During a meeting with members of Parliament's constitutional committee, President Arnold Ruutel expressed hope that lawmakers would reach a compromise on the topic of pre-election political outdoor advertising. The parties came head to head on proposed changes to the election law, including the regulation of pre-election political advertising. Ruutel expressed hope that Parliament would find a compromise since explaining one's promises and ideas directly to voters is most important before elections.
The council of the ruling three-party coalition said that the EU constitutional treaty could be ratified in Parliament in May. Meelis Atonen, vice chairman of the Reform Party, said the coalition council had decided on April 17 that the treaty should enter its second and final reading in May. It passed the first reading at the beginning of February. Foreign Minister Urmas Paet called on lawmakers to ratify the treaty, even though it was unlikely to go into effect on Nov. 1, as earlier planned. Paet said that by ratifying the treaty, Estonia would show its wish to move in the direction of a stronger, more efficient and more democratic European Union. "Estonia would say [by passing the treaty] that we must step up our joint activity in those areas where there is an interest to increase the security and well-being of European Union residents," the minister said.
The Ministry of Social Affairs is planning a draft law that would ban the sale of strong alcohol on a number of public holidays, along with imposing a nationwide ban on the nighttime sale of alcohol. Minister Jaak Aab's idea is to ban the sale of alcohol four days of the year: Mother's Day, Children's Day (June 1), September 1, and Father's Day. A similar idea was previously put forward by Aab's predecessor, Marko Pomerants of the Res Publica party. According to the ministry, banning the sale of alcohol at gas stations and sporting venues would help curb teenage drinking, just like banning alcohol advertisements on television.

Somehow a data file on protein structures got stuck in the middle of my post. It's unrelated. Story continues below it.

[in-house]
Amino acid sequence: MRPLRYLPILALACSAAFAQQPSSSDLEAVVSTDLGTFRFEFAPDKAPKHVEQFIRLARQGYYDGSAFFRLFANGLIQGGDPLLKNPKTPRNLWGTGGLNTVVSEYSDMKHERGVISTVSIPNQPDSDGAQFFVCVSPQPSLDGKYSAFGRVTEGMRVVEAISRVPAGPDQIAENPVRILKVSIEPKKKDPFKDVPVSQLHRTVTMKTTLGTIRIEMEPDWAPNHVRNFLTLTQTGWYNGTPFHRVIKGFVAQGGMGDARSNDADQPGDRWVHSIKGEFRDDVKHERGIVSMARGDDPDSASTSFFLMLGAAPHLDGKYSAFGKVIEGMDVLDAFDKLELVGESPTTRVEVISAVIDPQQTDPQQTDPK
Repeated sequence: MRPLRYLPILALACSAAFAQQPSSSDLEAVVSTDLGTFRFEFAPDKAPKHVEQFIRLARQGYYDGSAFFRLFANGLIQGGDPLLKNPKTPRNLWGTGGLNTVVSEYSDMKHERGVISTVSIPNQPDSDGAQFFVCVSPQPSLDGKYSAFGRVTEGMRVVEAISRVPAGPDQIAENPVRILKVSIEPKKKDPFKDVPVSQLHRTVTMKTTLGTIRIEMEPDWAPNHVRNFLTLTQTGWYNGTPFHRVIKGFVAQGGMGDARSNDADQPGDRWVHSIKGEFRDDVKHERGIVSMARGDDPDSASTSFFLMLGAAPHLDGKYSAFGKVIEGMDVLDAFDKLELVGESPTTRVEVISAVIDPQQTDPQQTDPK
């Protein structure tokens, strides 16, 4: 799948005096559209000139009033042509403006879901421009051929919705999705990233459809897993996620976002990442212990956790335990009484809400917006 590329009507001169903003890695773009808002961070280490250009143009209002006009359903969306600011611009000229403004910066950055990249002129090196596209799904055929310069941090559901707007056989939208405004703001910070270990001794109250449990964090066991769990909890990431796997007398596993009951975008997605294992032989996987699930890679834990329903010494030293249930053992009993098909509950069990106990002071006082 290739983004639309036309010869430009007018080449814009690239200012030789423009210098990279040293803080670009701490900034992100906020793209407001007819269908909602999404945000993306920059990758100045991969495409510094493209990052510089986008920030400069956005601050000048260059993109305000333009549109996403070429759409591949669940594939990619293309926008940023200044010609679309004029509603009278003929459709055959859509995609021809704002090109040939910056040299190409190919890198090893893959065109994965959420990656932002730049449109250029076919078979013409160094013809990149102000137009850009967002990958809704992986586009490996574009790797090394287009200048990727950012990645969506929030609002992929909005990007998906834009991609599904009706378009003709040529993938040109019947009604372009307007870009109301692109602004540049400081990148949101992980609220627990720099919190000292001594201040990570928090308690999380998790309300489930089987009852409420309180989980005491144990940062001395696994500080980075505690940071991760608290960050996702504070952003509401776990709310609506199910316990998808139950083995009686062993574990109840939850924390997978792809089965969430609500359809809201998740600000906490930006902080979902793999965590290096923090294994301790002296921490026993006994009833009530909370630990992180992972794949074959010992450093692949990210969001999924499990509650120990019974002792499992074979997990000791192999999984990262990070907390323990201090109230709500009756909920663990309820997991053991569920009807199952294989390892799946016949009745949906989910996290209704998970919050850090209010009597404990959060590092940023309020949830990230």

Vice President of the European Commission Siim Kallas regards the planned merger of Pro Patria Union and Res Publica as positive, despite the strong competition that the Reform Party, which he used to chair, stands to face. "I admit that it's going to be a serious competitor for the Reform Party," he said. "It is a matter of choice, but there are certain conceptual differences between conservatives and liberals, which is quite evident, especially now that conservatives all over Europe are searching for solutions to the issues that Europe is faced with," he said. "It isn't sensible to gain full control over the entire political landscape." Kallas added that Estonia had too many political parties, and that too much energy was spent on settling issues between parties. "Political parties should be strong enough to have the potential to offer solutions 's and not prevent solutions of other parties from materializing," he observed.